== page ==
Step 3: Once you have the feet wrapped in clay, mold and shape them into the style and shape you want. You can leave them like ovals or shape them more like shoes. The most important part of this is to make sure the bottoms are totally flat. These feet will support your whole robot so they need to be flat and steady.
Step 4 - Optional: You can add in a little more personality by adding more clay to your shoes. I added some, what I guess looks like socks. It does give a little more support to the leg and adds a little more quirk. To add the rolls, just roll out a short, narrow tube of clay and wrap around the ankle. Be sure to smooth out the seam and then repeat if desired.
Step 5 - Carefully push the feet together so the clay joins at the heels. This will help with stability. Then, add on your cross dowels for your knees and set your feet/legs aside.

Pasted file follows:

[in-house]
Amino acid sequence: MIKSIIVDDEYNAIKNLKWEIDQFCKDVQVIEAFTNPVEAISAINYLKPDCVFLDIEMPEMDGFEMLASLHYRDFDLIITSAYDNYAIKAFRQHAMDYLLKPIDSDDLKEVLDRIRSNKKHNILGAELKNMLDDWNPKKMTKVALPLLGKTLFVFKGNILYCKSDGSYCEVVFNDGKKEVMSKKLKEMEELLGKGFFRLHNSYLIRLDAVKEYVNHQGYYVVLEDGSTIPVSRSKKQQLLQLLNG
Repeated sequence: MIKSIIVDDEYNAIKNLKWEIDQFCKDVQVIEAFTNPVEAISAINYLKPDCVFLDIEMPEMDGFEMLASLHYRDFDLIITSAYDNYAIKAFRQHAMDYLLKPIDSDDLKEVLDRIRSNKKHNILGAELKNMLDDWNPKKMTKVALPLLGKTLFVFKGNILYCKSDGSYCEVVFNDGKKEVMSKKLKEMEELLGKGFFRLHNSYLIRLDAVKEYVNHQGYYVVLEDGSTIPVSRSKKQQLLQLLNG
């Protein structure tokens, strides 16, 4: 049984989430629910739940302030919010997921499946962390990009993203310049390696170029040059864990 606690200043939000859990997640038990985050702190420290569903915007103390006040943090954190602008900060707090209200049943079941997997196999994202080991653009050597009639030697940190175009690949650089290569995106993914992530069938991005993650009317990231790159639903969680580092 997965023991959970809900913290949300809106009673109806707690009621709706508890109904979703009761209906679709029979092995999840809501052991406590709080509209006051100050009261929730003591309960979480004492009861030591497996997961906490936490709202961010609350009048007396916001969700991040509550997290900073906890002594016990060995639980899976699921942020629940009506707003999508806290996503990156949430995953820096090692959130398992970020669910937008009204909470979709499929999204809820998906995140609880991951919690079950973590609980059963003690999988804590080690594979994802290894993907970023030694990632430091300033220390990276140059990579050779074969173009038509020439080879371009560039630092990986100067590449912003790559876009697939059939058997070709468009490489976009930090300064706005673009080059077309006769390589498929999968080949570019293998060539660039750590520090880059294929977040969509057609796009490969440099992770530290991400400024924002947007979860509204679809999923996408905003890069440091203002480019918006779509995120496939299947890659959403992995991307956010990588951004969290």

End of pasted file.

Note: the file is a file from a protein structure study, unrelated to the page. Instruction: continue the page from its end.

Just to spark some ideas, here are some different feet I've done. You will want to wait to add on your small embellishments and details, like laces and other things, until the very end.
Step 6: Now it's time to start making the body. This is probably the easiest step of all. Just condition your clay and press it to the back and sides of your Altoids tin.
When adding clay to the tin, add more clay to the bottom than the top and sides. The top and sides should be pretty equal but you need more clay at the bottom to help support where the legs will be joined.
Step 7: Next, you want to join your legs and feet to your body. Simply press the body down on top of the legs. Do your best to center it.
Step 8: For added support at the top of the robot thigh - does that seem weird, robot thigh? - wrap some clay around the top of the bolt and press it into the bottom of the body. I will usually take a small piece of clay and roll it out into a short tube like shape, (just like when adding the tubes around the ankles on the shoe) than wrap around the bolt and shape in place.